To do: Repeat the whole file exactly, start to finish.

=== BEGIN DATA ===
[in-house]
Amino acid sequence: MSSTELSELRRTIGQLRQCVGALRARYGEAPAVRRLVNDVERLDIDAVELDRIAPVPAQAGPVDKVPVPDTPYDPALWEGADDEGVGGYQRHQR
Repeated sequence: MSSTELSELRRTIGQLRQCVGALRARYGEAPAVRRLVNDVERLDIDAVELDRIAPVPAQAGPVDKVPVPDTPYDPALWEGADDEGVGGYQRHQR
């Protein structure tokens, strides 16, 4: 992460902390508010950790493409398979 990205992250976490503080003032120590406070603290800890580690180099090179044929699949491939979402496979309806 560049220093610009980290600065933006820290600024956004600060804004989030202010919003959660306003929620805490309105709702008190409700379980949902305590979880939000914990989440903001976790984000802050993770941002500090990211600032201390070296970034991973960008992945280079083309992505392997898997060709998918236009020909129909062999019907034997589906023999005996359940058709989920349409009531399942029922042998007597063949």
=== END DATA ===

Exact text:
[in-house]
Amino acid sequence: MSSTELSELRRTIGQLRQCVGALRARYGEAPAVRRLVNDVERLDIDAVELDRIAPVPAQAGPVDKVPVPDTPYDPALWEGADDEGVGGYQRHQR
Repeated sequence: MSSTELSELRRTIGQLRQCVGALRARYGEAPAVRRLVNDVERLDIDAVELDRIAPVPAQAGPVDKVPVPDTPYDPALWEGADDEGVGGYQRHQR
């Protein structure tokens, strides 16, 4: 992460902390508010950790493409398979 990205992250976490503080003032120590406070603290800890580690180099090179044929699949491939979402496979309806 560049220093610009980290600065933006820290600024956004600060804004989030202010919003959660306003929620805490309105709702008190409700379980949902305590979880939000914990989440903001976790984000802050993770941002500090990211600032201390070296970034991973960008992945280079083309992505392997898997060709998918236009020909129909062999019907034997589906023999005996359940058709989920349409009531399942029922042998007597063949």